Sane working hours
Hello! January has zipped by and we hope those bakeries that took the opportunity to have some time off enjoyed the rest and have come back, in 2023, invigorated and renewed.
Time off is very important. A new local bakery recently asked their followers on social media what their hours should be. This triggered me a little as to how important it is to find the balance between serving your customers and having a productive, sane and balanced work life. You cannot please everyone, and it is part of our service to stay in business. Cutting back on hours doesn’t mean reducing profitability. Scheduling will be easier and your staff will thank you too.
We should also consider not working graveyard shifts. Is this really necessary anymore? There is nothing wrong with starting very early in the morning but the toll that those overnight shifts take on our bodies (not to mention our social and family lives) is too much. How many owners/supervisors get a dreaded phone call at 11 p.m. to let them know that the overnight shift is down a body? We have made great advances in proofing and retarding yeasted products. Consider investing in this equipment or be condemned a slave to working in the dark! Here’s to a healthy workforce!
It’s almost the end of January and I am still eating panettone! In my opinion, no other sweet-yeasted product comes close to this quintessential Italian festive bread (except maybe Colomba di Pasqua). It gets better with age, and remains moist and flavourful for months. It is challenging to make properly, but the satisfaction gained as a baker is above even that delivered by perfect lamination or a wedding cake that doesn’t make the bride cry!
I mention panettone because it was in the news recently. Traditional panettone bakers are all up in arms with the interpretations of the traditional and sacred Italian bread. In the New York Times, Julia Moskin starts off her piece with:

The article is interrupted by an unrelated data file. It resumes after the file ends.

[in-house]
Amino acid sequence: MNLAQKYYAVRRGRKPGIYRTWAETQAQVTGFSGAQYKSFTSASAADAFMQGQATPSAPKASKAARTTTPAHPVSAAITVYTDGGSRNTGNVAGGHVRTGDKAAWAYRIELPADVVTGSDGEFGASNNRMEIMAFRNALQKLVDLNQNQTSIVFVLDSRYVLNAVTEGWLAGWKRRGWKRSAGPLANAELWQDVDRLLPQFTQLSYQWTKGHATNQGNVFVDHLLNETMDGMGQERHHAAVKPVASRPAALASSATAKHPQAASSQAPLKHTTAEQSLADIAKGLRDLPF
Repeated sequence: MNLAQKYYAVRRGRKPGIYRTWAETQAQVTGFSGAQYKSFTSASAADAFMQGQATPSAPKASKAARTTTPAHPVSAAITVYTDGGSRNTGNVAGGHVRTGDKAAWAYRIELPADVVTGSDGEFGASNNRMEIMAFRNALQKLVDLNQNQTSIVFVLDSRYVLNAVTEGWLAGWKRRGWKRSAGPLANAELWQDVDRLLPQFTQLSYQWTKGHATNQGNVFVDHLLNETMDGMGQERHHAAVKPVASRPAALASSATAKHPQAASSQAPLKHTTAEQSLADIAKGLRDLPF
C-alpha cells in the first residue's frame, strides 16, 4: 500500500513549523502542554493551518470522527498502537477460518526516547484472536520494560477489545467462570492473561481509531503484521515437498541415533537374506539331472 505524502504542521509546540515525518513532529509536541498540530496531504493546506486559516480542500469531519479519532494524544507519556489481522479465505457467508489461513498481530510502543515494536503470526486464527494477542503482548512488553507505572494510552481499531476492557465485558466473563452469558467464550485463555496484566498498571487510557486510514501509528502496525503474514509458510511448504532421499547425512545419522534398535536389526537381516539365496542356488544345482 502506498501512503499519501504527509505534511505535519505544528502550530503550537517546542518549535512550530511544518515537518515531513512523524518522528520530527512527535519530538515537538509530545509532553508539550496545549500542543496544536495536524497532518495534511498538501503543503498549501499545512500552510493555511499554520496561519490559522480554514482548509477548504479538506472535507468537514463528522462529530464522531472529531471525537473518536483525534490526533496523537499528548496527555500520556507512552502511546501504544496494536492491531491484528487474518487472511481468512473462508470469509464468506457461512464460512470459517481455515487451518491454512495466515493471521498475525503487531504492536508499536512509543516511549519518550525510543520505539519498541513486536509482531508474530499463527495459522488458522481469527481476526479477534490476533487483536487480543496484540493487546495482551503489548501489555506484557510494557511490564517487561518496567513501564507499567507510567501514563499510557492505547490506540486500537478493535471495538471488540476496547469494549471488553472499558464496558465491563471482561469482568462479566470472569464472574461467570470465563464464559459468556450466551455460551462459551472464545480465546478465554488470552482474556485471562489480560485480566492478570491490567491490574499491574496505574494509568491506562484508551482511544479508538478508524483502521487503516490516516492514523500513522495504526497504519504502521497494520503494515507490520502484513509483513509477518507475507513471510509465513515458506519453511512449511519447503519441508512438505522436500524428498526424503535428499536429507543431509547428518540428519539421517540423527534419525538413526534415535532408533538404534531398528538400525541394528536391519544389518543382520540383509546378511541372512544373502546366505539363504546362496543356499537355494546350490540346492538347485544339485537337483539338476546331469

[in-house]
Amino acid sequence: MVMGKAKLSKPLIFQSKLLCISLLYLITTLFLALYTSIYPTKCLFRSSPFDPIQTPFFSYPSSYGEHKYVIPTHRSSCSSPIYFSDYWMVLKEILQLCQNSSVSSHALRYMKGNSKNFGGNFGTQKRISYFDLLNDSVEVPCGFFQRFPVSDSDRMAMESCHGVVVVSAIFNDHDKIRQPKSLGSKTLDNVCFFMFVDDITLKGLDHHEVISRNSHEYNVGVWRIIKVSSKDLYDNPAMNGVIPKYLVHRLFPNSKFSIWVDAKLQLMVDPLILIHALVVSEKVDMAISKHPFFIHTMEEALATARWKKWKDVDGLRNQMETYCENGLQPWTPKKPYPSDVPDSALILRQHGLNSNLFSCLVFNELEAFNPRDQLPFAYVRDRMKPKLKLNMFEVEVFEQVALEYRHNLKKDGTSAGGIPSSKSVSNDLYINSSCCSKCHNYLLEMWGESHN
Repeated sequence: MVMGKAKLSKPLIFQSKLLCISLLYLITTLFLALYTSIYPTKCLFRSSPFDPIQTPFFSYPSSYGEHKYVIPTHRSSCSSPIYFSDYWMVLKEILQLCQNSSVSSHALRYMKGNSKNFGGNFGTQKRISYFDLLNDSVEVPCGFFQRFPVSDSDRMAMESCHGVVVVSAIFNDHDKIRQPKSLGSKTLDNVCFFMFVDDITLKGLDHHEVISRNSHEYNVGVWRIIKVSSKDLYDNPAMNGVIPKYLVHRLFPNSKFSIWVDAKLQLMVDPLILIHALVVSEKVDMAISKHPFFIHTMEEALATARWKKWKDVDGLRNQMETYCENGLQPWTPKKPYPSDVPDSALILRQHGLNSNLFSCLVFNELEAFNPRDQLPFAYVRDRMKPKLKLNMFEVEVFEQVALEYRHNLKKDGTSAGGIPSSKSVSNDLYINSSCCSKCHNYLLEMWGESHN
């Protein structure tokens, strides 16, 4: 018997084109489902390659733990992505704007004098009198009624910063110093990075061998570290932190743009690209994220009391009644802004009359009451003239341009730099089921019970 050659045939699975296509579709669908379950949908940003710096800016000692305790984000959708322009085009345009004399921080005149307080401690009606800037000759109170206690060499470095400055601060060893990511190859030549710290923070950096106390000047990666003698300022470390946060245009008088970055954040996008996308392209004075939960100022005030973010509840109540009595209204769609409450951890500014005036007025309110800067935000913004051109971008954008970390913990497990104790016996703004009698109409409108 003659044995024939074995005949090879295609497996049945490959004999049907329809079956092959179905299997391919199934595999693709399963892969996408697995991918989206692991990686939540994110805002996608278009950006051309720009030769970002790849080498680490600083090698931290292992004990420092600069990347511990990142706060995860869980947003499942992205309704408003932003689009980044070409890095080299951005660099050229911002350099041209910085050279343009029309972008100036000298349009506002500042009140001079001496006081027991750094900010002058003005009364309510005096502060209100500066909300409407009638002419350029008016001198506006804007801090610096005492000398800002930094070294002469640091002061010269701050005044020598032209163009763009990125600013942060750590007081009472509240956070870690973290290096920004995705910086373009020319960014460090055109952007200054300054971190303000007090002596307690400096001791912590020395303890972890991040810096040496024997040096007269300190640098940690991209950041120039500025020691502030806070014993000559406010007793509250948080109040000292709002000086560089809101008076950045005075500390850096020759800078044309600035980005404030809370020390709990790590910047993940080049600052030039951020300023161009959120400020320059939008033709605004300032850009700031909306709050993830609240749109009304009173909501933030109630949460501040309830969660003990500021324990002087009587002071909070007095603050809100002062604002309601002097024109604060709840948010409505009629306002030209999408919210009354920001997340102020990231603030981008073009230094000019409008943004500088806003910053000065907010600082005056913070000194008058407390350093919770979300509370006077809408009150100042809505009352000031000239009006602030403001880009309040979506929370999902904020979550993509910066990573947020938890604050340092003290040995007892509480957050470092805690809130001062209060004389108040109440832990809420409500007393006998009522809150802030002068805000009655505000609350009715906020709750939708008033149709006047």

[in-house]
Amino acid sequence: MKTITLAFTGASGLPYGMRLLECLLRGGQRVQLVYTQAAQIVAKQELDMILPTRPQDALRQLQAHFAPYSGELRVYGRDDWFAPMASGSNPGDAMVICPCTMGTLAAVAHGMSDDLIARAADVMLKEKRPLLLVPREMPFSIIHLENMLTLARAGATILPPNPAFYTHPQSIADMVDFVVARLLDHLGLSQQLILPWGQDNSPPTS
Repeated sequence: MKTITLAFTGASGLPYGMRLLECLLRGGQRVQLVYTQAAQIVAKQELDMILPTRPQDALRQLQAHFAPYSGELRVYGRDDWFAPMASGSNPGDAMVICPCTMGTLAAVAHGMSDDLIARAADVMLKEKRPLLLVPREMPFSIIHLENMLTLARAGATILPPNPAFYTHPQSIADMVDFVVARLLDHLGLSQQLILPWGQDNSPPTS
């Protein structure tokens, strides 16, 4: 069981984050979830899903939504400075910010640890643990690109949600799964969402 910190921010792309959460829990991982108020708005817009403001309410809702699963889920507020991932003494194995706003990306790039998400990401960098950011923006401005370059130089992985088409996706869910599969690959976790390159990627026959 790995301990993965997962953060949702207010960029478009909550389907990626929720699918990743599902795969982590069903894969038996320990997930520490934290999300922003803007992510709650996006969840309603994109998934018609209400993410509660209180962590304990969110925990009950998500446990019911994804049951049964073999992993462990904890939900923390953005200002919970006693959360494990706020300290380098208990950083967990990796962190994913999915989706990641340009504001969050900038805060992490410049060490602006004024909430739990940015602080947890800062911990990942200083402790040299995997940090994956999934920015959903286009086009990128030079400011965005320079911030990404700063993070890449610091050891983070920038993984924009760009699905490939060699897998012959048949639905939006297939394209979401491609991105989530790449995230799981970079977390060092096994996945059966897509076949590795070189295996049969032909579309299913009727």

In the last decade, the Christmas classic has burst its Italian borders and gained a global profile. Like Basque burnt cheesecake and French croissants, panettone is being tested and transformed far from home, with new flavors like black sesame, Aperol spritz and cacio e pepe. There are Japanese versions leavened with sake lees and Brazilian ones stuffed with dulce de leche; supermarket minis that cost $2 and truffled ones that fetch nearly $200.
In her article for The Current https://www.cbc.ca/news/world/panettone-christmas-1.6693627 Megan Williams, a CBC reporter who is usually crafting articles about Italian politics, weighs in with the heading “Panettone purists say chocolate and cherries are fine – just don’t call it a panettone!”
Tradition versus innovation?
We seem to be obsessed on two fronts: those who defend the traditional at all costs and those who push the boundaries of innovation. And I am not just talking about panettone. Is a Black Forest cake a layered German chocolate cake drenched in kirsch, filled and topped with dark cherries and whipped cream, and garnished with chocolate shavings? That’s what I was taught. However, a question on this was removed from the Canadian Red Seal Baker apprenticeship exam because interpretations of this classic could not be 100 per cent defended!
While I am on the subject of classic desserts: the Nanaimo bar. This dessert, so classic that the recipe is etched into a brass plaque at city hall, is now available in a multitude of weird and wonderful representations: vegan, gluten-free, maple bacon, spring roll raspberry and even deep-fried! Not to mention the sweet pea ice cream Nanaimo bar available at our own Amanda Cohen’s acclaimed eatery, Dirt Candy, in New York City!
On the one hand, we have food producers around the world pushing for “terroir” status for Champagne, Cheddar and Pani di Altamura. On the other hand, the dessert you order at the latest en vogue restaurant may be a vague interpretation of what you were expecting, causing you to say, “Please, please don’t mess with my apple pie!”